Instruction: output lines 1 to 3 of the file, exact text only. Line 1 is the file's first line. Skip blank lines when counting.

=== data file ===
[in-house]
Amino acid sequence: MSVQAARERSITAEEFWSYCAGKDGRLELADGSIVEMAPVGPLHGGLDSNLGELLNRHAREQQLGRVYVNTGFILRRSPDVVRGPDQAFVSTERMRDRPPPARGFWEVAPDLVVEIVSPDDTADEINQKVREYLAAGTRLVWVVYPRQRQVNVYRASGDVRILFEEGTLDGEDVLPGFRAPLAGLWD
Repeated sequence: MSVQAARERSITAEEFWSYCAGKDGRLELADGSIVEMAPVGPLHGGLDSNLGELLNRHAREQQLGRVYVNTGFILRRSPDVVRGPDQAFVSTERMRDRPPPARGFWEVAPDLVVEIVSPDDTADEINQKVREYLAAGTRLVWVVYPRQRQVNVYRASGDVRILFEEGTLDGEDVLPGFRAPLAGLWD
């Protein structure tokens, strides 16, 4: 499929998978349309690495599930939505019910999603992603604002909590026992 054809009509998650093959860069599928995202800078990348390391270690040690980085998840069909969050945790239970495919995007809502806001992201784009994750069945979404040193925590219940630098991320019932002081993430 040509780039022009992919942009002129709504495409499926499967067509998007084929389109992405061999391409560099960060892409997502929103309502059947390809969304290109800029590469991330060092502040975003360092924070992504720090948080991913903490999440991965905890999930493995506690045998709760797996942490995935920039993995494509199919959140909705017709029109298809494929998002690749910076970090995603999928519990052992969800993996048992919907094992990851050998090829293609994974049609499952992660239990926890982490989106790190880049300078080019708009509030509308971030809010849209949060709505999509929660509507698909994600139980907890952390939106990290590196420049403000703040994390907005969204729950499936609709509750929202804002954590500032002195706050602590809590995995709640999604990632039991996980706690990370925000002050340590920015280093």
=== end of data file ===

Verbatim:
[in-house]
Amino acid sequence: MSVQAARERSITAEEFWSYCAGKDGRLELADGSIVEMAPVGPLHGGLDSNLGELLNRHAREQQLGRVYVNTGFILRRSPDVVRGPDQAFVSTERMRDRPPPARGFWEVAPDLVVEIVSPDDTADEINQKVREYLAAGTRLVWVVYPRQRQVNVYRASGDVRILFEEGTLDGEDVLPGFRAPLAGLWD
Repeated sequence: MSVQAARERSITAEEFWSYCAGKDGRLELADGSIVEMAPVGPLHGGLDSNLGELLNRHAREQQLGRVYVNTGFILRRSPDVVRGPDQAFVSTERMRDRPPPARGFWEVAPDLVVEIVSPDDTADEINQKVREYLAAGTRLVWVVYPRQRQVNVYRASGDVRILFEEGTLDGEDVLPGFRAPLAGLWD